A Collection of English Poems, 1660-1800

By Ronald S. Crane | Go to book overview

Then cease, thou Charmer of the Air,
No more in Musick spend the Morn, With me that languish in Despair,
Opprest by
Cynthia's Hate and Scorn;
And do not this Poor Boon deny, 45 I ask but Silence whilst I dye
.


MATTHEW PRIOR
(1664-1687-1721)

On Exodus iii. 14. I am that I am. An Ode Written in 1688, as an Exercise at St. John's College, Cambridge1

I.

MAN! Foolish Man!
Scarce know'st Thou how thy self began:
Scarce hast Thou Thought enough to prove Thou art:
Yet steel'd with study'd Boldness, Thou dar'st try
To send thy doubting Reason's dazled Eye 5 Through the mysterious Gulph of vast Immensity.
Much Thou canst there discern, much thence impart.
Vain Wretch! suppress thy knowing Pride:
Mortifie thy learned Lust:
Vain are thy Thoughts; while Thou thy self are Dust. 10


II.

Let Wit her Sails, her Oars let Wisdom lend:
The Helm let Politick Experience guide:
Yet cease to hope thy short-liv'd Bark shall ride
Down spreading Fate's unnavigable Tide.
What, tho' still it farther tend? 15 Still 'tis farther from it's End;
And, in the Bosom of that boundless Sea,
Still finds it's Error lengthen with it's Way.


III.

With daring Pride and insolent Delight
Your Doubts resolv'd you boast, your Labours crown'd; 20

____________________
1
Published in Dryden Miscellany, Volume III, 1693. Text of Poems, 1718.

-206-

Notes for this page

Add a new note
If you are trying to select text to create highlights or citations, remember that you must now click or tap on the first word, and then click or tap on the last word.
One moment ...
Default project is now your active project.
Project items

Items saved from this book

This book has been saved
Highlights (0)
Some of your highlights are legacy items.

Highlights saved before July 30, 2012 will not be displayed on their respective source pages.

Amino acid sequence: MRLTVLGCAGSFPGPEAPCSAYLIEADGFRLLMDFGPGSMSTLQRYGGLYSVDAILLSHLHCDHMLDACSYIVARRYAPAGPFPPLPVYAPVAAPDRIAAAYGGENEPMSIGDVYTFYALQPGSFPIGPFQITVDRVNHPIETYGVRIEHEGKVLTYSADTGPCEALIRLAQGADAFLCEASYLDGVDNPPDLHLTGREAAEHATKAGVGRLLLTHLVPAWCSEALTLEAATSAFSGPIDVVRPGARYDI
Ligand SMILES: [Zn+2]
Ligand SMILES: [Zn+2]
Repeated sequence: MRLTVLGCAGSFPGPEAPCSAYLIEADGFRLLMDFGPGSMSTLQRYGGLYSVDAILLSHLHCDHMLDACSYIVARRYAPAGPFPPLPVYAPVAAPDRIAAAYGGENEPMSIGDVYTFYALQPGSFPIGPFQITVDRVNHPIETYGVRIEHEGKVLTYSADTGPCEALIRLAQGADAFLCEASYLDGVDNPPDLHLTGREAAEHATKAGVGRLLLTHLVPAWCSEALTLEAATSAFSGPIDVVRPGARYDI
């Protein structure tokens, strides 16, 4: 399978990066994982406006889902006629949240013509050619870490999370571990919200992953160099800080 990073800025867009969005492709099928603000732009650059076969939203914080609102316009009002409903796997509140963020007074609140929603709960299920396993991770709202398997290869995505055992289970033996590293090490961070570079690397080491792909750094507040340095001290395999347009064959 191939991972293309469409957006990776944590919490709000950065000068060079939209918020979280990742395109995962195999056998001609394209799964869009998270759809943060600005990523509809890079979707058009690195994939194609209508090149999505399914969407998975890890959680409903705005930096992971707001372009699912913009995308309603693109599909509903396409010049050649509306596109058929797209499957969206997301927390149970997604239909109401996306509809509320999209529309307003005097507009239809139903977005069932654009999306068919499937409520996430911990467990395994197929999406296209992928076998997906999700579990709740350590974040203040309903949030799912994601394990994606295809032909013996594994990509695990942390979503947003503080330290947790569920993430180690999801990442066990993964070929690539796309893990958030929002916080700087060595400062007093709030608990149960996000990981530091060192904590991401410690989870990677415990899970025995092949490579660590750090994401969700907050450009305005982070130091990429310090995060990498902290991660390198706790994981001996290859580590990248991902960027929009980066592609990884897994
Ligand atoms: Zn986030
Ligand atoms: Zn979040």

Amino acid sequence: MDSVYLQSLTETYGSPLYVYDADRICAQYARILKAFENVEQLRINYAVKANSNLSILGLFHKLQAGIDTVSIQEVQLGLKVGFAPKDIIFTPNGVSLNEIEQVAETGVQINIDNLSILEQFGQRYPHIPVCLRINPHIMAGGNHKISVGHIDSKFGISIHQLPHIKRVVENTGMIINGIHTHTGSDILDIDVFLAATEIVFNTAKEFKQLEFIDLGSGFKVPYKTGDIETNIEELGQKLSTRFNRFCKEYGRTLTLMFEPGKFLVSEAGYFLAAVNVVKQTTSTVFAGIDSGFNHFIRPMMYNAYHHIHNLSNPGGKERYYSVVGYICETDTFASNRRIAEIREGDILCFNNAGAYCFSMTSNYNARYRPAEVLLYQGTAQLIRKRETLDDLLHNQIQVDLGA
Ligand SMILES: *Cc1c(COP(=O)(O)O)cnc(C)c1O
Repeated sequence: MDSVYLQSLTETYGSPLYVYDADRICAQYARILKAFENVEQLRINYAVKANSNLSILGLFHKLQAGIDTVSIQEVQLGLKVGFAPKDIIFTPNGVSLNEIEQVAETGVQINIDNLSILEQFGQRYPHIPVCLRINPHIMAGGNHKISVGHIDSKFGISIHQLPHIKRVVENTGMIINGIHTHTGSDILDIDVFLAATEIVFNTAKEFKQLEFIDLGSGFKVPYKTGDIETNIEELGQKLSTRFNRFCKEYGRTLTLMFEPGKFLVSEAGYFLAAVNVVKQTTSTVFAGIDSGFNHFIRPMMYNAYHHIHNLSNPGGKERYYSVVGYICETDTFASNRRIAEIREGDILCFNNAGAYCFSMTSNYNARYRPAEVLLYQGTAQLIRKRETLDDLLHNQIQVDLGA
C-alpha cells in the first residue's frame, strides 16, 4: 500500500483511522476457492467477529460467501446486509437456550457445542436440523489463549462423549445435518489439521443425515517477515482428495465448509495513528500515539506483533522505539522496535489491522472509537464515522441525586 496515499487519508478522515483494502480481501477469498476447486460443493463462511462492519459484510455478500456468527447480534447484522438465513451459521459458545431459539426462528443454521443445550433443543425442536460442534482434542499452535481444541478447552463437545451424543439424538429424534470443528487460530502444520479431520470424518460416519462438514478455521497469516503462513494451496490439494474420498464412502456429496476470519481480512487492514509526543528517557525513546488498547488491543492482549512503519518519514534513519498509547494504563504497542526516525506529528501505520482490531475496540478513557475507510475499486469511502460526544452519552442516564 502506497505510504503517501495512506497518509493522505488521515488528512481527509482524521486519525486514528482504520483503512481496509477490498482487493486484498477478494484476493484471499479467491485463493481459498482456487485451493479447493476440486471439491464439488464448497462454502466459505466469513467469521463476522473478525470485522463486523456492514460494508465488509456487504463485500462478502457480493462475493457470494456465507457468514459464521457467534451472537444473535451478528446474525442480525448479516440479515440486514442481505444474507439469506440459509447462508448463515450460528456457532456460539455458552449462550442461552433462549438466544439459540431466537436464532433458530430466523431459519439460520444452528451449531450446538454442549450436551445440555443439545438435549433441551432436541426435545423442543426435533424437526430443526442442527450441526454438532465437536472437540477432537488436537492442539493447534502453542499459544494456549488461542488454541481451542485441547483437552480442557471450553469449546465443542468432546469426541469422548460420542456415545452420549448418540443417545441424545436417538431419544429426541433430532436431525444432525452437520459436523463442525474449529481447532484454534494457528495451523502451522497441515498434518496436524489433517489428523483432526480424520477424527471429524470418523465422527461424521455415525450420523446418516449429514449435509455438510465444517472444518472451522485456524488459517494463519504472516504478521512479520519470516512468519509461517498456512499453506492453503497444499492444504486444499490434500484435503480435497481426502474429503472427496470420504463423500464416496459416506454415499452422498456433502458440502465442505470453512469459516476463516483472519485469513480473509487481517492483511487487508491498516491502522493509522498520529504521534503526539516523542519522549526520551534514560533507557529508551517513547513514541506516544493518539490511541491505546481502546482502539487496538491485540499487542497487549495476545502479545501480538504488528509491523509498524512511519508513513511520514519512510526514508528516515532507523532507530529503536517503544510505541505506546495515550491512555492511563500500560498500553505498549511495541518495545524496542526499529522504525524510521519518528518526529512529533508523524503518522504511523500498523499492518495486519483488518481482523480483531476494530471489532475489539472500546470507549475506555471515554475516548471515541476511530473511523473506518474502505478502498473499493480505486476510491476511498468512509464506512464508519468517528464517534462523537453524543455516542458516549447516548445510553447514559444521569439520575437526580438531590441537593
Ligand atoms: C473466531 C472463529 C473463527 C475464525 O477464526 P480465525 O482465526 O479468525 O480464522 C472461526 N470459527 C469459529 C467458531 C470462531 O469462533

You can easily re-create the highlights by opening the book page or article, selecting the text, and clicking “Highlight.”

Citations (0)
Some of your citations are legacy items.

Any citation created before July 30, 2012 will labeled as a “Cited page.” New citations will be saved as cited passages, pages or articles.

We also added the ability to view new citations from your projects or the book or article where you created them.

Notes (0)
Bookmarks (0)

You have no saved items from this book

Project items include:
  • Saved book/article
  • Highlights
  • Quotes/citations
  • Notes
  • Bookmarks
Notes
Cite this page

Cited page

Style
Citations are available only to our active members.
Buy instant access to cite pages or passages in MLA, APA and Chicago citation styles.

(Einhorn, 1992, p. 25)

(Einhorn 25)

1. Lois J. Einhorn, Abraham Lincoln, the Orator: Penetrating the Lincoln Legend (Westport, CT: Greenwood Press, 1992), 25, http://www.questia.com/read/27419298.

Cited page

Bookmark this page
A Collection of English Poems, 1660-1800
Table of contents

Table of contents

Settings

Settings

Typeface
Text size Smaller Larger Reset View mode
Search within

Search within this book

Look up

Look up a word

  • Dictionary
  • Thesaurus
Please submit a word or phrase above.
Print this page

Print this page

Why can't I print more than one page at a time?

Help
Full screen
/ 1176

matching results for page

    Questia reader help

    How to highlight and cite specific passages

    1. Click or tap the first word you want to select.
    2. Click or tap the last word you want to select, and you’ll see everything in between get selected.
    3. You’ll then get a menu of options like creating a highlight or a citation from that passage of text.

    OK, got it!

    Cited passage

    Style
    Citations are available only to our active members.
    Buy instant access to cite pages or passages in MLA, APA and Chicago citation styles.

    "Portraying himself as an honest, ordinary person helped Lincoln identify with his audiences." (Einhorn, 1992, p. 25).

    "Portraying himself as an honest, ordinary person helped Lincoln identify with his audiences." (Einhorn 25)

    "Portraying himself as an honest, ordinary person helped Lincoln identify with his audiences."1

    1. Lois J. Einhorn, Abraham Lincoln, the Orator: Penetrating the Lincoln Legend (Westport, CT: Greenwood Press, 1992), 25, http://www.questia.com/read/27419298.

    Cited passage

    Thanks for trying Questia!

    Please continue trying out our research tools, but please note, full functionality is available only to our active members.

    Your work will be lost once you leave this Web page.

    Buy instant access to save your work.

    Already a member? Log in now.

    Author Advanced search

    Oops!

    An unknown error has occurred. Please click the button below to reload the page. If the problem persists, please try again in a little while.